There’s an architectural oddity in Hanoi that doesn’t seem to fit in with the local style – St. Joseph’s Cathedral (Vietnamese: Nhà thờ Lớn Hà Nội, Nhà thờ Chính tòa Thánh Giuse)

It’s a late 19th-century Gothic Revival that serves as the cathedral of the Roman Catholic Archdiocese of Hanoi to nearly 4 million Catholics in the country.

If you look closely you can see a tiny man up a ladder cleaning!

Below are just some of the incredible stalls on every street. Lots of the streets are themed according to what they are selling.

Below are some of the DIY shops – the Vietnamese equivalent of ScrewFix!

The city has grown organically – but upwards not outwards. That’s due to the cost of land -when the cities started growing, the laws were that you’d only get charged on the length of the front facade of the dwelling.

As a result you’ll see lots of thin, narrow but very high buildings, usually at least three stories tall.

These are called tube houses. Because of high population density you find them in cities such as Hanoi and Ho Chi Minh.

At the front of them you’ll find the whole of life being lived on the streets. Cooking, selling, arguing and chatting.

Whether it’s traditional food being cooked on teeny, tiny little stoves, to live crabs in buckets.

Heaps of fresh greens await a multitude of home cooks, while flower sellers hawk their wares on their rickety old bikes.

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And to finish it off, another of the fantastical, rainbow coloured lanterns.

Plus some cute little cooking moulds and tiny good luck charms.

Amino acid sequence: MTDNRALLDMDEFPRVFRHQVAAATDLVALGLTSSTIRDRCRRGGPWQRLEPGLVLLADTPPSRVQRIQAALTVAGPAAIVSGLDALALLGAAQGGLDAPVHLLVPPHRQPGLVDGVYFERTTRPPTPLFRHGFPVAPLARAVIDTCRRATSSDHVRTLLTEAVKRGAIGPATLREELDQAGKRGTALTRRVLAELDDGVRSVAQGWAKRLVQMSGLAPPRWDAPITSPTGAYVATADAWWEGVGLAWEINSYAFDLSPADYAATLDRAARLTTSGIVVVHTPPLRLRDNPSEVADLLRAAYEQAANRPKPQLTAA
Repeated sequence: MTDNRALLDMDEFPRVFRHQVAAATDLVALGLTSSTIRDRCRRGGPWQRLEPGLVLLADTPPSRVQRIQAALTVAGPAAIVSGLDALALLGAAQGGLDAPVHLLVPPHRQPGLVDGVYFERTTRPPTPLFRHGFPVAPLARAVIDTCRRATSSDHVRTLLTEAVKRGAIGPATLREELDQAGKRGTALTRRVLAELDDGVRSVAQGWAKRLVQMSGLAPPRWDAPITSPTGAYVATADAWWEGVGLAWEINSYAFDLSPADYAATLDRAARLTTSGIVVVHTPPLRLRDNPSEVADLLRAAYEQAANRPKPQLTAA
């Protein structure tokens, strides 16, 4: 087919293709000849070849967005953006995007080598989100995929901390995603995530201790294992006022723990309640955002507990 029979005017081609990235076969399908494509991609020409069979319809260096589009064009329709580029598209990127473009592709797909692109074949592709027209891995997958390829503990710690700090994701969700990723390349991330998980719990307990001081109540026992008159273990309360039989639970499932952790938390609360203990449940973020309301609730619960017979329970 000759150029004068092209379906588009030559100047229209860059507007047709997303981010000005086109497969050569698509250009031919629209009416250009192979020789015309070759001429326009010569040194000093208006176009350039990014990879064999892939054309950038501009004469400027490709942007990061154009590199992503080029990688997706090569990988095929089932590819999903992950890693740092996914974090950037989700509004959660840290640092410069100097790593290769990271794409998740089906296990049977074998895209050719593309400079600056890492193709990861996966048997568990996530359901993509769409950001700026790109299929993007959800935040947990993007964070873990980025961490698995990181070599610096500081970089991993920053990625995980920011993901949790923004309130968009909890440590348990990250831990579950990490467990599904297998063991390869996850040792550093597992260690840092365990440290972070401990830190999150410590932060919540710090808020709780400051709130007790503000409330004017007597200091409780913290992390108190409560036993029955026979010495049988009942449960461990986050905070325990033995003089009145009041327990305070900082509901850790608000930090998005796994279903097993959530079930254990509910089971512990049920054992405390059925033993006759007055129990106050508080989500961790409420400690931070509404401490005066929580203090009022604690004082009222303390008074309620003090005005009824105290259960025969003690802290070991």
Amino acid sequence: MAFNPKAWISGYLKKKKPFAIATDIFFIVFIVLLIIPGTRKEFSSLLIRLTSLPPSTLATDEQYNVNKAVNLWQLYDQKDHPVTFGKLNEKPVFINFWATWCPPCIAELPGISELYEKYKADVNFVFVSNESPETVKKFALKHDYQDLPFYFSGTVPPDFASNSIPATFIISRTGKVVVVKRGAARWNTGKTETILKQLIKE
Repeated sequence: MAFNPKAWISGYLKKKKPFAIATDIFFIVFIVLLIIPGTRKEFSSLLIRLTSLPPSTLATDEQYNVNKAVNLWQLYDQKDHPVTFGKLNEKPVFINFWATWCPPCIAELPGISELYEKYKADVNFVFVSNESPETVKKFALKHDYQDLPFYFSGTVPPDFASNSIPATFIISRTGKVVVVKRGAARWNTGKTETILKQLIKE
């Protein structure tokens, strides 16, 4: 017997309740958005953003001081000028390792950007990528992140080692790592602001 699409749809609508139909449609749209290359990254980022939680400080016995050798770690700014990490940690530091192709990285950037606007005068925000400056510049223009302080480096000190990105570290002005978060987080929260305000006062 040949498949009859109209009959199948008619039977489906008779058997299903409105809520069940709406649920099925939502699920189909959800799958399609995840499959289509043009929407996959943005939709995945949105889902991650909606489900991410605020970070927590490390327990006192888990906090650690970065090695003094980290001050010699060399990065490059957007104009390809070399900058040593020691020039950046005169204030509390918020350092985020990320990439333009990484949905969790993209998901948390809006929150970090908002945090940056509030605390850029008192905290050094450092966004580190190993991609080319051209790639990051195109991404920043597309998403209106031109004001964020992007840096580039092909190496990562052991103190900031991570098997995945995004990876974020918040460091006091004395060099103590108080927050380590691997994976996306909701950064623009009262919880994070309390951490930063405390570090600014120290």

Marvellous markets

From the serene green of Mai Chau we’re thrust back into the hectic hustle and bustle of Hanoi with its waves of moped riders.

We’re nearing the end of this epic trip but we’ve still got a day left to go explore some more . . .

That can only mean one thing . . . MORE MARKETS!!!! Here we are in the night market in the centre of the old quarter.

I have had my eye on these tasty, colourful, frozen treats all week . . . not too sure how good they are for your innards but they look very pretty with their dry ice plumes . . .

Enjoy a close up of these water coloured, icy beauties!!! 🙂 🙂

And here’s the stall keeper, trying to studiously avoid catching my eye . .

The next morning I am still alive and not frozen solid internally so off we go.

First a little mild stalking of the basket carriers (it’s par the course now, like a daily habit) then off to check in again at train street as we want to see the beast in the day – but alas not the right time! Try again later . . .

A back street alley reveals a slightly rickety hot drinks stand.

And we spy piles of yet more mopeds – I wonder what they call a group of bikes? A rabble, a roar, a cacophony? . . .

Lots more of this vibrant city to come before we hop back on the plane!

Hello Hanoi!

Again! Back in the bustling chaos that is Hanoi. Bleary eyed after rolling off the night train at 6am and unable to check into our hotel until 3pm!!!

So we while away a few early morning hours people watching. And Hanoi is very very full of people!

Whether they are wheeling their fresh produce along the street or making a scented spectacle.